NEW YORK (Reuters) - Those responsible for the crisis that has swept global financial markets should be punished, French President Nicolas Sarkozy said overnight in his first reaction to the latest bout of economic turmoil.
In an acceptance speech at an award ceremony attended by U.S. and French business leaders, Sarkozy called for the “truth” on the crisis to be uncovered.
“Today, millions of people across the world fear for their savings, for their apartment, for the funds they have put in banks. It is our duty to give them clear answers,” he said.
“Who is responsible for this disaster? May those who are responsible be punished and held accountable,” he said hours before he was due to give a speech to the U.N. General Assembly.
The U.S. government has unveiled a $700 billion bailout package for Wall Street firms to rid them of the toxic mortgage-related debt which felled investment bank Lehman Brothers and threatens to wreak further financial havoc.
The plan, which has yet to be approved by Congress, has been criticized by some observers, who argue that it is unfair for the bankers who sparked the crisis not to bear the full brunt of its consequences.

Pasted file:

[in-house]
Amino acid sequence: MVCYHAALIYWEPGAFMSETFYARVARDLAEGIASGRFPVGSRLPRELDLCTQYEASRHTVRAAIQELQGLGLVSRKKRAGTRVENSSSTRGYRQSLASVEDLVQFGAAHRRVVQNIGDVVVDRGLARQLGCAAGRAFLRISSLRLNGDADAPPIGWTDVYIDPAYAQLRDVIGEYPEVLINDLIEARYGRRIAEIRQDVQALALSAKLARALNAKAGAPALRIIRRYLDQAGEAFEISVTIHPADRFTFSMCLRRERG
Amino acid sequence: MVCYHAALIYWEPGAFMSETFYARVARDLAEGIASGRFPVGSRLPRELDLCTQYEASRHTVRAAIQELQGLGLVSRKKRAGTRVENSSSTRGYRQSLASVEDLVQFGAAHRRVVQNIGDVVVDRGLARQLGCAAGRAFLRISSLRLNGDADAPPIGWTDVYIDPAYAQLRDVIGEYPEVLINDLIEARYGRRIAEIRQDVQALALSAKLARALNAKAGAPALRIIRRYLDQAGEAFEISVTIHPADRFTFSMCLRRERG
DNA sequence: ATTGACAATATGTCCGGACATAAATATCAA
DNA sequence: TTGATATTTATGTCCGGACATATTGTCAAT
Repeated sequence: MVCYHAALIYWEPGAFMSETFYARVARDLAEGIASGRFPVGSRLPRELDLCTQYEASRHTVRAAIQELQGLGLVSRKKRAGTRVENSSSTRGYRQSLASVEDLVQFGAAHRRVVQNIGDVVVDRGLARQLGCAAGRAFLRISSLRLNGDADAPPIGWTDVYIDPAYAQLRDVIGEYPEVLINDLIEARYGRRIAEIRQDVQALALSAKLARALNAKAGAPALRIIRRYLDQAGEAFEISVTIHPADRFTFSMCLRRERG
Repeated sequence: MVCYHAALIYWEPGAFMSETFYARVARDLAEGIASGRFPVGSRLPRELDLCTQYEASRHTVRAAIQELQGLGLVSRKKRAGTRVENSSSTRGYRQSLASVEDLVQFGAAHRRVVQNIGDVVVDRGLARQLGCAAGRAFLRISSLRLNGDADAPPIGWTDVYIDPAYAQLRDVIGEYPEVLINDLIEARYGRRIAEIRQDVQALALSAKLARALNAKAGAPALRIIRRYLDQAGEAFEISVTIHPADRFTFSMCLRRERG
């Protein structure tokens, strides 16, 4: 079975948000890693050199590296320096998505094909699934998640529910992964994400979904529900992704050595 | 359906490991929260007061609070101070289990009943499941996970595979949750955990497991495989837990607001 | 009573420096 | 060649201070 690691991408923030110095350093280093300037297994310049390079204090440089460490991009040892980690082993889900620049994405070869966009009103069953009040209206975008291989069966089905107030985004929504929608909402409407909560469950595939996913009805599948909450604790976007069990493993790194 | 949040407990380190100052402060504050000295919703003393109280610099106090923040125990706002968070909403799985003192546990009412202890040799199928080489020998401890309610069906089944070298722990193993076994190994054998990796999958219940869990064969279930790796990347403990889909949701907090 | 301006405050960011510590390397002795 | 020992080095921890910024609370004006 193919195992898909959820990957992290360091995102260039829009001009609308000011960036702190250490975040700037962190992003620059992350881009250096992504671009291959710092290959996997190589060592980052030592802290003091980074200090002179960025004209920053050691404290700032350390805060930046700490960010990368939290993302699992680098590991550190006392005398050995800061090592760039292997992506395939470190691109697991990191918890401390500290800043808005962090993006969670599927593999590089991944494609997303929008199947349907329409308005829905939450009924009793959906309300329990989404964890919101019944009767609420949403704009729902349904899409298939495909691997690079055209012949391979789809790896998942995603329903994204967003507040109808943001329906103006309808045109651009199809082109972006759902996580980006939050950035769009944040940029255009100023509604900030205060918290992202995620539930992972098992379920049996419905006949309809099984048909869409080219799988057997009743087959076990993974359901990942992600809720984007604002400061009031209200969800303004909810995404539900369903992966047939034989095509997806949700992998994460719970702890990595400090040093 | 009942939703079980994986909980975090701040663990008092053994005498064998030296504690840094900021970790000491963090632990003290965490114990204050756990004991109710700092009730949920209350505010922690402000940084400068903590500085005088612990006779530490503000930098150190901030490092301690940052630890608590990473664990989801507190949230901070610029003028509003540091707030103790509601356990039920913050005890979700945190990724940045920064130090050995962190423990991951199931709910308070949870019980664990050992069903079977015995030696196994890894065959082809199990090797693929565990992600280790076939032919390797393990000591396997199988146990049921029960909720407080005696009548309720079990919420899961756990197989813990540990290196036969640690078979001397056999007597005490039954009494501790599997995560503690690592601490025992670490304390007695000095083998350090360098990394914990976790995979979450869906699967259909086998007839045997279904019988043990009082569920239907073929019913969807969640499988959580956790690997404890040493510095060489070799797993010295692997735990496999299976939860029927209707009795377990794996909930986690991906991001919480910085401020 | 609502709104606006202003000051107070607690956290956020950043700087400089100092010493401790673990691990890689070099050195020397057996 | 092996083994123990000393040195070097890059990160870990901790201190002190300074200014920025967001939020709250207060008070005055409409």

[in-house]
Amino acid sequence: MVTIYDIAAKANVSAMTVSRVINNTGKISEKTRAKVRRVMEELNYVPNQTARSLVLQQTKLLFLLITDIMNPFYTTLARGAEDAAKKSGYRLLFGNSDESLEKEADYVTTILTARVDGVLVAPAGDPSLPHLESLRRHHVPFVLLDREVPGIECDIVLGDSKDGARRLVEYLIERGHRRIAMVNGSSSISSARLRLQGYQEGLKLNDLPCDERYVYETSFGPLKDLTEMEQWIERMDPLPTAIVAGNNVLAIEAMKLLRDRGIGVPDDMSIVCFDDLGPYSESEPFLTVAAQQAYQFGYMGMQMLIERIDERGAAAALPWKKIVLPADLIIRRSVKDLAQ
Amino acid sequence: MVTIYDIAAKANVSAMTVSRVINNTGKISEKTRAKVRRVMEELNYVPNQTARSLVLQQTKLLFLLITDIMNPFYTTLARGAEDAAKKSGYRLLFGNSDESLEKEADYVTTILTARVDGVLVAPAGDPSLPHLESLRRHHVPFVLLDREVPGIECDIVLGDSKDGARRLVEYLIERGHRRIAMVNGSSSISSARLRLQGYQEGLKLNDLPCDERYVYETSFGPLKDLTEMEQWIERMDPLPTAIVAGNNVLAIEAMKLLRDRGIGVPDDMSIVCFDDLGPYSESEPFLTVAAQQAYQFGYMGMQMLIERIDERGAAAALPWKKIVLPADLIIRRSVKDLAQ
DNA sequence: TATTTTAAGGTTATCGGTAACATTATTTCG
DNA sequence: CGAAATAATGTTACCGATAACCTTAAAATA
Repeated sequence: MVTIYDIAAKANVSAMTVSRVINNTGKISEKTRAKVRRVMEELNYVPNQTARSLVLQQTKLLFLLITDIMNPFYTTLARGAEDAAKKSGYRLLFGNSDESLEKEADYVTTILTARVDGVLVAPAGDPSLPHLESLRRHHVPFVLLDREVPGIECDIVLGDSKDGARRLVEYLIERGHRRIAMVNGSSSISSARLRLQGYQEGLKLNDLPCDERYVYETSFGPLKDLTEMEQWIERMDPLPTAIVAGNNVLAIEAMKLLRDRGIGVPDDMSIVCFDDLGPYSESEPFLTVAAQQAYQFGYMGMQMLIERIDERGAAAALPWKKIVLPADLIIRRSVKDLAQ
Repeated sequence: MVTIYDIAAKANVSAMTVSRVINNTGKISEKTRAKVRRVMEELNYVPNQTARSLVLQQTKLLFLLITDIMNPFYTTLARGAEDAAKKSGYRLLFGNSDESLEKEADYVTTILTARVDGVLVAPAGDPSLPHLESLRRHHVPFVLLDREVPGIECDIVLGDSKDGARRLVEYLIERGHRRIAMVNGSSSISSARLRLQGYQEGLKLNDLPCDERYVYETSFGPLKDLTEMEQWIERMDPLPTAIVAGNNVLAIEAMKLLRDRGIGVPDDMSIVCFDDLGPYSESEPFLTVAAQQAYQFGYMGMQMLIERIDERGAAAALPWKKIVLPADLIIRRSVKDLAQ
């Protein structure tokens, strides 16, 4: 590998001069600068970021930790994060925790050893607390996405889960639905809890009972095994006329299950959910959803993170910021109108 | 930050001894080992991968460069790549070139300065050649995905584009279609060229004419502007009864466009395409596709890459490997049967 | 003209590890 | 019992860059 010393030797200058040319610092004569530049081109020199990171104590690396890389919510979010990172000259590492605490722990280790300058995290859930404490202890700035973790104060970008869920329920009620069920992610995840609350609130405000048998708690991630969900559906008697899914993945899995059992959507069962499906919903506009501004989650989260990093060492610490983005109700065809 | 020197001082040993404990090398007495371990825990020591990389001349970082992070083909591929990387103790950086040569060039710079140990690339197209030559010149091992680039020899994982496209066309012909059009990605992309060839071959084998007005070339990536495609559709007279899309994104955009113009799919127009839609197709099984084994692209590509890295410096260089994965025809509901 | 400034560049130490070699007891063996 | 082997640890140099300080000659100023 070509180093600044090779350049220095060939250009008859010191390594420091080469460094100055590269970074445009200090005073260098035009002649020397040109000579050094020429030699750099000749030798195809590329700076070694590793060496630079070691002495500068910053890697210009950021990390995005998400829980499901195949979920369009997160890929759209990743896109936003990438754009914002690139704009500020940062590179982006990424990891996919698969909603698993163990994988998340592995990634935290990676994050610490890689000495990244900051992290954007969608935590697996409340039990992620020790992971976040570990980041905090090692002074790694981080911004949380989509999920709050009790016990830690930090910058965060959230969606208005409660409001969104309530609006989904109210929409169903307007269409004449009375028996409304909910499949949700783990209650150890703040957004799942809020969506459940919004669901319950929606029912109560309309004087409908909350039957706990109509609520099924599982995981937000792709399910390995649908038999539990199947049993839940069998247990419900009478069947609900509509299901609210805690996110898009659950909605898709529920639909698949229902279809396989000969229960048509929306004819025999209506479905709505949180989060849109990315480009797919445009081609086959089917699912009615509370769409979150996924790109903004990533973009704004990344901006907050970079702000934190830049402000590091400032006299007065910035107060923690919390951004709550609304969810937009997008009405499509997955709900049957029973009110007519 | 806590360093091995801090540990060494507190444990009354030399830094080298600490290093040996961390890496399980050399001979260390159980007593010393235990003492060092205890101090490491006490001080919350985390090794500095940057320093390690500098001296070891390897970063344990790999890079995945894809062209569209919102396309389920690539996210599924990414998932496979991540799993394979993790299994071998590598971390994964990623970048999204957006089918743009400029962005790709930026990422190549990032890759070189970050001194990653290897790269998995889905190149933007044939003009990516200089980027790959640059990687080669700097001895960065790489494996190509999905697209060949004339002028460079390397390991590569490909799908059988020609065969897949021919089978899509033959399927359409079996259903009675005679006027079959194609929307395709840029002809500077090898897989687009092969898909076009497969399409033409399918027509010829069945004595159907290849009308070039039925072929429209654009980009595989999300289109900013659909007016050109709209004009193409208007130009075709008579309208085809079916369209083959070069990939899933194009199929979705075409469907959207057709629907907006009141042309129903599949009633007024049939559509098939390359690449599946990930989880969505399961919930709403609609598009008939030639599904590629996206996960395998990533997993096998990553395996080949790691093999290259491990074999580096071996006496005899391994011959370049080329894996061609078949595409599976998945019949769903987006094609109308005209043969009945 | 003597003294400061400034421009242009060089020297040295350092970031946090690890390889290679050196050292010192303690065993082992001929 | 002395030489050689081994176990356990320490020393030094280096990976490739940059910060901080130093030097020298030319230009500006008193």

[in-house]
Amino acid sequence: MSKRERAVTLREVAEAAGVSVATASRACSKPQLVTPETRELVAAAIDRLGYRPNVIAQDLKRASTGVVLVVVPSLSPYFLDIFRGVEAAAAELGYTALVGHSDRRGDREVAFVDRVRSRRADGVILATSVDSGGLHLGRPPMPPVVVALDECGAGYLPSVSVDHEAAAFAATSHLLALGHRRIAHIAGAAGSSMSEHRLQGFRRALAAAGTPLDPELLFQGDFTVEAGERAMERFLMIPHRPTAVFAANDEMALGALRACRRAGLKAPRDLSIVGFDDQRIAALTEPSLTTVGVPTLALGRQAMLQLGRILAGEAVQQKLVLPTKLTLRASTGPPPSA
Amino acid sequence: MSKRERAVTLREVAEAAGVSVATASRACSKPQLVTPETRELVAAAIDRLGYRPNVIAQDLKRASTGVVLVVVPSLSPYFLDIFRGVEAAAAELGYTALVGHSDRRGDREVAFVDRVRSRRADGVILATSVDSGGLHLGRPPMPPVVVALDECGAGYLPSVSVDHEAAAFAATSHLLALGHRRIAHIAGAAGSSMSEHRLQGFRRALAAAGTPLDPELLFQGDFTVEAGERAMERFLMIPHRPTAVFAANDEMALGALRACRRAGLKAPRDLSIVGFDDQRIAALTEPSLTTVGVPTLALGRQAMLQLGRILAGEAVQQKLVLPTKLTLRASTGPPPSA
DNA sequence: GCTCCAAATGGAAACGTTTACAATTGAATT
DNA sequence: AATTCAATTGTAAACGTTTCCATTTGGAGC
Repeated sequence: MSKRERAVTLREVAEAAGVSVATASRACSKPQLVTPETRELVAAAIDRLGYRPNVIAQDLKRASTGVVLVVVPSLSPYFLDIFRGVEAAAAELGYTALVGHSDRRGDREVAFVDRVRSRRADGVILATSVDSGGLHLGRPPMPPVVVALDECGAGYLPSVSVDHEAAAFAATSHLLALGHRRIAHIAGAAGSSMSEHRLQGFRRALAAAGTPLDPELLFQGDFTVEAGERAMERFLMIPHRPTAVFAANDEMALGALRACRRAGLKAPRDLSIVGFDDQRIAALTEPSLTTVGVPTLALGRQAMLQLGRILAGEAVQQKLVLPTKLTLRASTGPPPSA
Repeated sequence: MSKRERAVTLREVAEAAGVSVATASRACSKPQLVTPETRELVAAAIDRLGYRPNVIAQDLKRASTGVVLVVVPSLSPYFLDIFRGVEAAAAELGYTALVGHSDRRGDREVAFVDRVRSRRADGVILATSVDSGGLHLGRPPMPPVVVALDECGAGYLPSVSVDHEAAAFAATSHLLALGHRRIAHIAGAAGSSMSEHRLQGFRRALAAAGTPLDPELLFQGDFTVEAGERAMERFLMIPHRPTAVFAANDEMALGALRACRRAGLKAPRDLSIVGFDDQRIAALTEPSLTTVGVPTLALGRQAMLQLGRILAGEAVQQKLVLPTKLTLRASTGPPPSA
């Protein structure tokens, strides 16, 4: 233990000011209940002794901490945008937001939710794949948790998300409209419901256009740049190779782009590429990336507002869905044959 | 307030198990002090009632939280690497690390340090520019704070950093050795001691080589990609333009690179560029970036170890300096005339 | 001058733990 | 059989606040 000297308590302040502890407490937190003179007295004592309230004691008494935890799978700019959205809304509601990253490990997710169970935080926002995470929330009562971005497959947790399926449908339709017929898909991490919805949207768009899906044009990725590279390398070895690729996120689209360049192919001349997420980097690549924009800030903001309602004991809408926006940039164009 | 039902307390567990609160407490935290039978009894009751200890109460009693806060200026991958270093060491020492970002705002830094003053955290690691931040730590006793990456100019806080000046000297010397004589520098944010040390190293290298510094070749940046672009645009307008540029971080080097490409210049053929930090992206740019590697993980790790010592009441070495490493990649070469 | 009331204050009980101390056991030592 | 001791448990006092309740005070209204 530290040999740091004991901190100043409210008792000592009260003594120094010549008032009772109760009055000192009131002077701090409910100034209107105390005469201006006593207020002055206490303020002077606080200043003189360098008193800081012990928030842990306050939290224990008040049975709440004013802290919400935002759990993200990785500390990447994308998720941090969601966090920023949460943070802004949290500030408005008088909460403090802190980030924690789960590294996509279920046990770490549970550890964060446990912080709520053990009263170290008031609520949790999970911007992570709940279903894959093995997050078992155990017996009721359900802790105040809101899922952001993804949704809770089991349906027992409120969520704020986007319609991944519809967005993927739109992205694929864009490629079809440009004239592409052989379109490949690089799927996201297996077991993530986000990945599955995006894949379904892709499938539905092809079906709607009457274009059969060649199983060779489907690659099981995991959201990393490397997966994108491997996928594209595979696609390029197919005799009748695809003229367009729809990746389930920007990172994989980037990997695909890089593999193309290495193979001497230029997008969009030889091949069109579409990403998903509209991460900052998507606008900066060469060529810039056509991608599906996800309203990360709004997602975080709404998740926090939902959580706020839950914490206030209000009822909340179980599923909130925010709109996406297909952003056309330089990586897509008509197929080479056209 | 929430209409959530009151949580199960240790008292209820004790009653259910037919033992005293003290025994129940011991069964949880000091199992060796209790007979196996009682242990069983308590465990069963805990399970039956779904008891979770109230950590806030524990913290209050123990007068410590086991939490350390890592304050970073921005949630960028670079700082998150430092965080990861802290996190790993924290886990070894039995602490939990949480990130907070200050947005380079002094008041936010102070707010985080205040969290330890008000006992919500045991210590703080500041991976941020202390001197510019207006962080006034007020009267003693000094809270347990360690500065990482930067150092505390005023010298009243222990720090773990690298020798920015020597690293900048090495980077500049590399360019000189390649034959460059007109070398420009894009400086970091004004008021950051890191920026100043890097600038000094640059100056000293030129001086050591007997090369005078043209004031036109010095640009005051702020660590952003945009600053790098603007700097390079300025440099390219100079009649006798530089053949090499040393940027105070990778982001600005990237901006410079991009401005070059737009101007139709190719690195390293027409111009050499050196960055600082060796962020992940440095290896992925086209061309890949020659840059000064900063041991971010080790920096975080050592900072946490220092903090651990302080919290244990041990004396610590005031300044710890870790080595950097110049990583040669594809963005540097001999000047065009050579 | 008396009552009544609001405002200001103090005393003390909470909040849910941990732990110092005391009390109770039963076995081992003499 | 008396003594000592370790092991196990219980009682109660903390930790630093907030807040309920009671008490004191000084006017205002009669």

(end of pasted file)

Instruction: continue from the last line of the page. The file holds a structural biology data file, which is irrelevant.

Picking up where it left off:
U.S. Treasury Secretary Henry Paulson, however, argues that his bailout plan will prove cheaper for taxpayers than leaving companies to suffer the cost of the crisis themselves.
Sarkozy’s comments earned him a lukewarm reaction from the members of the business community who had paid $1,500 to $75,000 each to see Sarkozy receive a “humanitarian award” at a black-tie gala event and eat a light meal.
The French president is due to give an economic speech on Thursday, in which he is expected to speak at greater length on the market turmoil and outline elements of the 2009 draft budget, which will be unveiled the following day.
Reporting by Emmanuel Jarry; writing by Francois Murphy, editing by Mike Peacock